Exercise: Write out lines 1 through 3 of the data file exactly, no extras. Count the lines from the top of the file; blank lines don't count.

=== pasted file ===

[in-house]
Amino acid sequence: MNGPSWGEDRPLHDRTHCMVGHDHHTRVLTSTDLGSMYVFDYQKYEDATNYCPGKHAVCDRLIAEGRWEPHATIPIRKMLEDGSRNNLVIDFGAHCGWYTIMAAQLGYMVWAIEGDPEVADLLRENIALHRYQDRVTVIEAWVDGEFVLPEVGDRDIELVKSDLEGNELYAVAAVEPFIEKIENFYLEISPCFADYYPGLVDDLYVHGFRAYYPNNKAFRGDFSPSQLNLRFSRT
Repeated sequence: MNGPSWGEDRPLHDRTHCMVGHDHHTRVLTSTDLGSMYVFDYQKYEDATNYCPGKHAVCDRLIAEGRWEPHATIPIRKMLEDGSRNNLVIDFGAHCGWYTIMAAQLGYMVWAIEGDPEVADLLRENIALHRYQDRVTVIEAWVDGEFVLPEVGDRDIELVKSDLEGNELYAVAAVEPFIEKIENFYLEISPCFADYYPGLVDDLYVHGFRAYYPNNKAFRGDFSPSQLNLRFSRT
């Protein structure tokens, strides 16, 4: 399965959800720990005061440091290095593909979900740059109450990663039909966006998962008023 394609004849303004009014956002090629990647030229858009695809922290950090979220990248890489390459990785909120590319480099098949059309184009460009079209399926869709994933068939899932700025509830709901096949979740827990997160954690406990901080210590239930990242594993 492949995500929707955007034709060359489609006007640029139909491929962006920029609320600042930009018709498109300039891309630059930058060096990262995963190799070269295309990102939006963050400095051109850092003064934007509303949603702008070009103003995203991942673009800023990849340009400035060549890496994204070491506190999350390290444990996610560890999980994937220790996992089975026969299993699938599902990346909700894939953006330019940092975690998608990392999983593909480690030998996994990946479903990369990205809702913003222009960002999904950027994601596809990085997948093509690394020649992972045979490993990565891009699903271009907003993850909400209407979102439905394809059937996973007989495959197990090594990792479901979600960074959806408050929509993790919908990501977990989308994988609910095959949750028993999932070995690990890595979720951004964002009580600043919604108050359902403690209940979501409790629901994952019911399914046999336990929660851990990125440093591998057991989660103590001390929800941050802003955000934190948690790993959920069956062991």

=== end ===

[in-house]
Amino acid sequence: MNGPSWGEDRPLHDRTHCMVGHDHHTRVLTSTDLGSMYVFDYQKYEDATNYCPGKHAVCDRLIAEGRWEPHATIPIRKMLEDGSRNNLVIDFGAHCGWYTIMAAQLGYMVWAIEGDPEVADLLRENIALHRYQDRVTVIEAWVDGEFVLPEVGDRDIELVKSDLEGNELYAVAAVEPFIEKIENFYLEISPCFADYYPGLVDDLYVHGFRAYYPNNKAFRGDFSPSQLNLRFSRT
Repeated sequence: MNGPSWGEDRPLHDRTHCMVGHDHHTRVLTSTDLGSMYVFDYQKYEDATNYCPGKHAVCDRLIAEGRWEPHATIPIRKMLEDGSRNNLVIDFGAHCGWYTIMAAQLGYMVWAIEGDPEVADLLRENIALHRYQDRVTVIEAWVDGEFVLPEVGDRDIELVKSDLEGNELYAVAAVEPFIEKIENFYLEISPCFADYYPGLVDDLYVHGFRAYYPNNKAFRGDFSPSQLNLRFSRT